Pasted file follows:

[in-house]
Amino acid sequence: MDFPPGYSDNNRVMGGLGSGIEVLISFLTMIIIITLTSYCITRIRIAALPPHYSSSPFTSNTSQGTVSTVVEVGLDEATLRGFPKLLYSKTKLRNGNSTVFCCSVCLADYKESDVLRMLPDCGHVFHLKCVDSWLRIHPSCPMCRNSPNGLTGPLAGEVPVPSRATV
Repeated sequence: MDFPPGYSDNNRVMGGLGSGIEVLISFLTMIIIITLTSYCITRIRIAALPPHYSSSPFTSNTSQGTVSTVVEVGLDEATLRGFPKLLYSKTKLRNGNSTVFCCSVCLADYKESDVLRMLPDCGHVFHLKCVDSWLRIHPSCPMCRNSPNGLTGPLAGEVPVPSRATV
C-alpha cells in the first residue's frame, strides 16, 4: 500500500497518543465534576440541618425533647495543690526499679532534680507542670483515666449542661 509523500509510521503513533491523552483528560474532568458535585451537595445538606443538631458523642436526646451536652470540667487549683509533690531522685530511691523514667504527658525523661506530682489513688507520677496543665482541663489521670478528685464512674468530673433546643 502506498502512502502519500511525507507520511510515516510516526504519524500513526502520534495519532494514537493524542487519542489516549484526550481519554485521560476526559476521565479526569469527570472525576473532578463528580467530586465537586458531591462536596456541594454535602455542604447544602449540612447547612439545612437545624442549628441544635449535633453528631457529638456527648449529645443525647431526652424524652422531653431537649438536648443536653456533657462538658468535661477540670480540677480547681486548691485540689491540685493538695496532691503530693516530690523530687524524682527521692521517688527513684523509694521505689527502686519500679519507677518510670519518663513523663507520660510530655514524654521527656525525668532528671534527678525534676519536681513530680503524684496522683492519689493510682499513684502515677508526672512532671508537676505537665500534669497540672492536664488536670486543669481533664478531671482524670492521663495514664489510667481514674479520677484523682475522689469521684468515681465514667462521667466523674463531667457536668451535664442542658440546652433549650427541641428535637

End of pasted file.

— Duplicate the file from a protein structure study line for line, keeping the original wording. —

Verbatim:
[in-house]
Amino acid sequence: MDFPPGYSDNNRVMGGLGSGIEVLISFLTMIIIITLTSYCITRIRIAALPPHYSSSPFTSNTSQGTVSTVVEVGLDEATLRGFPKLLYSKTKLRNGNSTVFCCSVCLADYKESDVLRMLPDCGHVFHLKCVDSWLRIHPSCPMCRNSPNGLTGPLAGEVPVPSRATV
Repeated sequence: MDFPPGYSDNNRVMGGLGSGIEVLISFLTMIIIITLTSYCITRIRIAALPPHYSSSPFTSNTSQGTVSTVVEVGLDEATLRGFPKLLYSKTKLRNGNSTVFCCSVCLADYKESDVLRMLPDCGHVFHLKCVDSWLRIHPSCPMCRNSPNGLTGPLAGEVPVPSRATV
C-alpha cells in the first residue's frame, strides 16, 4: 500500500497518543465534576440541618425533647495543690526499679532534680507542670483515666449542661 509523500509510521503513533491523552483528560474532568458535585451537595445538606443538631458523642436526646451536652470540667487549683509533690531522685530511691523514667504527658525523661506530682489513688507520677496543665482541663489521670478528685464512674468530673433546643 502506498502512502502519500511525507507520511510515516510516526504519524500513526502520534495519532494514537493524542487519542489516549484526550481519554485521560476526559476521565479526569469527570472525576473532578463528580467530586465537586458531591462536596456541594454535602455542604447544602449540612447547612439545612437545624442549628441544635449535633453528631457529638456527648449529645443525647431526652424524652422531653431537649438536648443536653456533657462538658468535661477540670480540677480547681486548691485540689491540685493538695496532691503530693516530690523530687524524682527521692521517688527513684523509694521505689527502686519500679519507677518510670519518663513523663507520660510530655514524654521527656525525668532528671534527678525534676519536681513530680503524684496522683492519689493510682499513684502515677508526672512532671508537676505537665500534669497540672492536664488536670486543669481533664478531671482524670492521663495514664489510667481514674479520677484523682475522689469521684468515681465514667462521667466523674463531667457536668451535664442542658440546652433549650427541641428535637